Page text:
Finding the right clothing manufacturers to start a clothing line can be a make-it-or-break-it decision for the future of your apparel brand business. For those who have never sought out clothing manufacturing companies, there are many resources available to help guide you on your way to finding the right manufacturer for you. In this post, you’ll get an overview of the best ways to find the perfect clothing manufacturer for your next project, as well as get access to our directory of over 50 factories to help you get started launching your clothing business.
Domestic vs. Overseas Clothing Manufacturers
A classic question when looking for suppliers if you plan to manufacture or wholesale is whether you want to source domestically or from overseas. Overseas can refer to any location overseas but since the readership of this site is mostly North American, when we refer to overseas suppliers, we are referring to clothing manufacturers in countries like India, China, and Taiwan.
You likely already know that it’s almost always cheaper to source your products overseas but there’s a lot more to that decision than just the upfront investment and cost per unit.
Both domestic and overseas sourcing have their advantages as well as disadvantages which I’ve previously discussed in a blog post on the Shopify blog titled How To Find a Manufacturer or Supplier for Your Product Idea.
Let’s take a look at some of the advantages and disadvantages below:
Domestic (USA) Clothing Manufacturing Companies:
- Typically higher manufacturing quality
- Typically higher labor standards
- Easy and efficient communication
- Similar time zones and holiday schedule
- Marketability and brandability of North American made goods
- Faster shipping time and cheaper shipping costs
- No import duties or tariffs
- Intellectual property right protection
- Higher payment security
- Higher manufacturing costs
- Typically smaller choice of potential factories
- Smaller product choice (Many items are only made overseas these days)
Overseas Manufacturing Companies:
- Lower manufacturing costs
- Greater number of manufacturers/factories to choose from
- Well established directories like Alibaba have made it easy to find potential suppliers
- Lower perceived quality from customers
- (Usually) lower manufacturing and labor standards
- Import clearance and customs brokers to deal with
- Language and communication barrier
- Significant timezone difference
- Cultural differences in negotiating and schedules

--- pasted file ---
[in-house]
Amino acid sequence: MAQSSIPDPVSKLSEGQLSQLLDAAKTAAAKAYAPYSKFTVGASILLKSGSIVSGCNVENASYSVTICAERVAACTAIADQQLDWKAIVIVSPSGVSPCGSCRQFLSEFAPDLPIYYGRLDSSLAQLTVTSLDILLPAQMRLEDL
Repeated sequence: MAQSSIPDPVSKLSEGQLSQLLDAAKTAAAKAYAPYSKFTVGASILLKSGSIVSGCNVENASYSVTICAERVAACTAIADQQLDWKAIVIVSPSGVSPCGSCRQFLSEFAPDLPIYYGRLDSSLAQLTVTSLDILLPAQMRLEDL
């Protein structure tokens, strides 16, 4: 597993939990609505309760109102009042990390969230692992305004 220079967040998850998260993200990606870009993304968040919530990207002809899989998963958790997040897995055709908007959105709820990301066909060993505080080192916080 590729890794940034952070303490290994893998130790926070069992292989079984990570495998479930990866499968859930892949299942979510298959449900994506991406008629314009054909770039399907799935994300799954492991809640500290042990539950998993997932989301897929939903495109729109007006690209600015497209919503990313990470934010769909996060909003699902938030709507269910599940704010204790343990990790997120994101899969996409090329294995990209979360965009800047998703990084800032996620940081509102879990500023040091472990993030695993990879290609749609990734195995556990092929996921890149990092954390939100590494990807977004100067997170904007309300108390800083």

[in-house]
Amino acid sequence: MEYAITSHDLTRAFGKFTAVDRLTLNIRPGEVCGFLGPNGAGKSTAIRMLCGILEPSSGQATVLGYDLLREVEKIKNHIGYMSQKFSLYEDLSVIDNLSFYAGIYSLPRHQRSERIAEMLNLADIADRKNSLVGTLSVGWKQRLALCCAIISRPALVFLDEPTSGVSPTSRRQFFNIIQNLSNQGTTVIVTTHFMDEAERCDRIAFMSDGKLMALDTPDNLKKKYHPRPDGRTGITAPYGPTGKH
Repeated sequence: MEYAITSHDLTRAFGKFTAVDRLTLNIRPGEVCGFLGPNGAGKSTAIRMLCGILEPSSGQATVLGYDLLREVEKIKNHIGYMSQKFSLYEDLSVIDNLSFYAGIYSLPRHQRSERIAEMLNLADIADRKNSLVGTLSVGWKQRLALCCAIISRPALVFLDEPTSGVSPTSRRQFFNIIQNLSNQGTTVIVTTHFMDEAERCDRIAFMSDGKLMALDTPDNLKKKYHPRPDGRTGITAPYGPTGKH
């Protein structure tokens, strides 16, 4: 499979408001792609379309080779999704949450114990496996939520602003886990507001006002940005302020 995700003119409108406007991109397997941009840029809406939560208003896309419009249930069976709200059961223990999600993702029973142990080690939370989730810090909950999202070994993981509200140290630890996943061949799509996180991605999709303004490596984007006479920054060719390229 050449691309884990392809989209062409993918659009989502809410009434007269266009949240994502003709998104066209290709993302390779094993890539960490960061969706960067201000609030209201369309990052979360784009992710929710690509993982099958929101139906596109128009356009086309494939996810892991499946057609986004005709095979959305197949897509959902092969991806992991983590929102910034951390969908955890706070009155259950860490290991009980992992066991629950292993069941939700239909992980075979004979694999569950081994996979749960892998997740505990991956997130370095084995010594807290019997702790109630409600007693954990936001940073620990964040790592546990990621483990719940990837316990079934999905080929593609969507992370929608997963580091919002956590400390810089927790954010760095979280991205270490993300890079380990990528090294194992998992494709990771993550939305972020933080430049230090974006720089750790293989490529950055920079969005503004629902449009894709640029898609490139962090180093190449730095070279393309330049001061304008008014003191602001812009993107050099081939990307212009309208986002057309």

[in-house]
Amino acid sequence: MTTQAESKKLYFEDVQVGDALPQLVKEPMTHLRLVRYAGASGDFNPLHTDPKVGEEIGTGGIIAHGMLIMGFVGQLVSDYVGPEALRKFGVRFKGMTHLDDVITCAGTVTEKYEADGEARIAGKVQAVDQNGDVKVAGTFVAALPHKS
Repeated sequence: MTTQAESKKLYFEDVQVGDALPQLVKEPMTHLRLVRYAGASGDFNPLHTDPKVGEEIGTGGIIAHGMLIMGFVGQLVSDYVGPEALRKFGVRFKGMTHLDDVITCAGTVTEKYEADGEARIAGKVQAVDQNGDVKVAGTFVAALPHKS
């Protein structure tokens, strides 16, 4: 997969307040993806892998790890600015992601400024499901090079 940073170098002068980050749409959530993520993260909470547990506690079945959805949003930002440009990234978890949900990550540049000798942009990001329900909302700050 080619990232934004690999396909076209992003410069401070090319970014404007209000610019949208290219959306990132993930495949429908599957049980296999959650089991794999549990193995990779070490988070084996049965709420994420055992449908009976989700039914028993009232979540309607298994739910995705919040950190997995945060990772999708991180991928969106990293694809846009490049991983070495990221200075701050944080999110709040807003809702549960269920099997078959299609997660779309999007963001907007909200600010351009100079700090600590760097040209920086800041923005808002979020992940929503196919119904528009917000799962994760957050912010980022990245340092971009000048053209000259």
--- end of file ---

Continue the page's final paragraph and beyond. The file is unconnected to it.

- More costly to visit and verify manufacturer
- Longer shipping times
- Import tariffs
- Higher shipping costs
- Lower payment security
Where to Look for Clothing Manufacturers
Now that you have a better idea of the pros and cons to finding manufacturing partners domestically and abroad, you can begin your search. There’s a few great places to start that can put you on the right track to finding your perfect apparel manufacturing partner.
Let’s take a look at some of the most popular:
Directories can be your best bet for casting a wide net. Some of the larger directories can contain hundreds or thousands of potential manufacturers/factories for your next project.
While there are a lot of manufacture directories online, many of them are low-quality or outdated. However, there are several legitimate directories that are have done a great job of consolidating manufacture profiles.
Online Domestic Clothing Directories
- Makers Row (USA Based/Paid)
- ABLS Clothing Manufacturer Directory (USA Based/Free)
- Let’s Make It Here (UK Based/Free)
- Sqetch (Europe/Free & Paid)
Online Overseas Clothing Directories
Worldwide Clothing Directories
- Kompass (Worldwide/Free)
As you probably can imagine, searching Google is your best bet for finding clothing manufacturing companies if you’re willing to dig deep and work hard to find them.
The most important thing to keep in mind when searching Google is that it’s not easy to find them. Factories and manufacturers notoriously do a poor job of keeping their websites updated and optimized for modern times. That means that most of the websites for factories are very outdated and aren’t optimized for Google searches.
What this all boils down to is that fact that you’ll have to dig deep. Really deep. It’s not unusual to have to parse 20-30 pages on Google before finding what you’re looking for. So don’t give up.